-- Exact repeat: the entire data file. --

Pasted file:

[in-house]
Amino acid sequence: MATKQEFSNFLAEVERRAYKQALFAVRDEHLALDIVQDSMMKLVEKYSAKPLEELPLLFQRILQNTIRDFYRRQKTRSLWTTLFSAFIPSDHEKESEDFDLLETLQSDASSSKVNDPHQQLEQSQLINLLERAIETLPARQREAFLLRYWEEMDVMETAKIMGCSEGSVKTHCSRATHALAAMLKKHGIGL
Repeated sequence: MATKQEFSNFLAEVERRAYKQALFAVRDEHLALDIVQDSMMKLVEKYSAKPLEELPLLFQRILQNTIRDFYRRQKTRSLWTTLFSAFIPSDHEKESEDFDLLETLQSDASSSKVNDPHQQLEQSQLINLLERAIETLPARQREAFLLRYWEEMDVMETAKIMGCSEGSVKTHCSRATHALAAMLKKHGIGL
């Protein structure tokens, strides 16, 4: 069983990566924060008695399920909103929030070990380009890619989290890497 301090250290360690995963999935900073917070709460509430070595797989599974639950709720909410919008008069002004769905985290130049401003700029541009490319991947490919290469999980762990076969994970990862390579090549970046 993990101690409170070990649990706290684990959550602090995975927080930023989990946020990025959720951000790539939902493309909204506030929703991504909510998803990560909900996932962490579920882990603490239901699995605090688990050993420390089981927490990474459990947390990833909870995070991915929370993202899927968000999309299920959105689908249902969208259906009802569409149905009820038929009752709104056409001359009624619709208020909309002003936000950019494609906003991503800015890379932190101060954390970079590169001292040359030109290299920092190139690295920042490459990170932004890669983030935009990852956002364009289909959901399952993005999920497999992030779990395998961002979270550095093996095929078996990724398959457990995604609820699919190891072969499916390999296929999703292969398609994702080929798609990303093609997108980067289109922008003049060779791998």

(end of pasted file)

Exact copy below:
[in-house]
Amino acid sequence: MATKQEFSNFLAEVERRAYKQALFAVRDEHLALDIVQDSMMKLVEKYSAKPLEELPLLFQRILQNTIRDFYRRQKTRSLWTTLFSAFIPSDHEKESEDFDLLETLQSDASSSKVNDPHQQLEQSQLINLLERAIETLPARQREAFLLRYWEEMDVMETAKIMGCSEGSVKTHCSRATHALAAMLKKHGIGL
Repeated sequence: MATKQEFSNFLAEVERRAYKQALFAVRDEHLALDIVQDSMMKLVEKYSAKPLEELPLLFQRILQNTIRDFYRRQKTRSLWTTLFSAFIPSDHEKESEDFDLLETLQSDASSSKVNDPHQQLEQSQLINLLERAIETLPARQREAFLLRYWEEMDVMETAKIMGCSEGSVKTHCSRATHALAAMLKKHGIGL
């Protein structure tokens, strides 16, 4: 069983990566924060008695399920909103929030070990380009890619989290890497 301090250290360690995963999935900073917070709460509430070595797989599974639950709720909410919008008069002004769905985290130049401003700029541009490319991947490919290469999980762990076969994970990862390579090549970046 993990101690409170070990649990706290684990959550602090995975927080930023989990946020990025959720951000790539939902493309909204506030929703991504909510998803990560909900996932962490579920882990603490239901699995605090688990050993420390089981927490990474459990947390990833909870995070991915929370993202899927968000999309299920959105689908249902969208259906009802569409149905009820038929009752709104056409001359009624619709208020909309002003936000950019494609906003991503800015890379932190101060954390970079590169001292040359030109290299920092190139690295920042490459990170932004890669983030935009990852956002364009289909959901399952993005999920497999992030779990395998961002979270550095093996095929078996990724398959457990995604609820699919190891072969499916390999296929999703292969398609994702080929798609990303093609997108980067289109922008003049060779791998």